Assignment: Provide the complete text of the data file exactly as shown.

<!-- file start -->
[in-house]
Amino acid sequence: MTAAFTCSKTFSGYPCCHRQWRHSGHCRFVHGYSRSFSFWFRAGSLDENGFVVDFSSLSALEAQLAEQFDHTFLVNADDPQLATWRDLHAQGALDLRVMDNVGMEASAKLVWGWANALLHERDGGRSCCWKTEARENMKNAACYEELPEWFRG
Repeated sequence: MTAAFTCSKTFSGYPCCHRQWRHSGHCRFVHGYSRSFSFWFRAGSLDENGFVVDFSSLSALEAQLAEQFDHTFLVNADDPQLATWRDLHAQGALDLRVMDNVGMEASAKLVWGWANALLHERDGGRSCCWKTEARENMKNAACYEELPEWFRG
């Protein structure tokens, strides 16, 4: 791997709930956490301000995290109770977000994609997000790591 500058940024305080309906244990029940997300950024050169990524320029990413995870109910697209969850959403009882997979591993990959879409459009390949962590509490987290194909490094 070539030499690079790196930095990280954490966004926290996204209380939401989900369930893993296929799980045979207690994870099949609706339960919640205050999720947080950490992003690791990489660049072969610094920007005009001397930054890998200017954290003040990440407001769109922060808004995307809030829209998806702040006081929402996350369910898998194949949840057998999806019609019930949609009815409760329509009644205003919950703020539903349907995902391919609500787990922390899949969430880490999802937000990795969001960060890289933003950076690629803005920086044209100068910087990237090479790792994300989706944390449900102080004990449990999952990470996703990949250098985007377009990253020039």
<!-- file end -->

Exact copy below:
[in-house]
Amino acid sequence: MTAAFTCSKTFSGYPCCHRQWRHSGHCRFVHGYSRSFSFWFRAGSLDENGFVVDFSSLSALEAQLAEQFDHTFLVNADDPQLATWRDLHAQGALDLRVMDNVGMEASAKLVWGWANALLHERDGGRSCCWKTEARENMKNAACYEELPEWFRG
Repeated sequence: MTAAFTCSKTFSGYPCCHRQWRHSGHCRFVHGYSRSFSFWFRAGSLDENGFVVDFSSLSALEAQLAEQFDHTFLVNADDPQLATWRDLHAQGALDLRVMDNVGMEASAKLVWGWANALLHERDGGRSCCWKTEARENMKNAACYEELPEWFRG
């Protein structure tokens, strides 16, 4: 791997709930956490301000995290109770977000994609997000790591 500058940024305080309906244990029940997300950024050169990524320029990413995870109910697209969850959403009882997979591993990959879409459009390949962590509490987290194909490094 070539030499690079790196930095990280954490966004926290996204209380939401989900369930893993296929799980045979207690994870099949609706339960919640205050999720947080950490992003690791990489660049072969610094920007005009001397930054890998200017954290003040990440407001769109922060808004995307809030829209998806702040006081929402996350369910898998194949949840057998999806019609019930949609009815409760329509009644205003919950703020539903349907995902391919609500787990922390899949969430880490999802937000990795969001960060890289933003950076690629803005920086044209100068910087990237090479790792994300989706944390449900102080004990449990999952990470996703990949250098985007377009990253020039």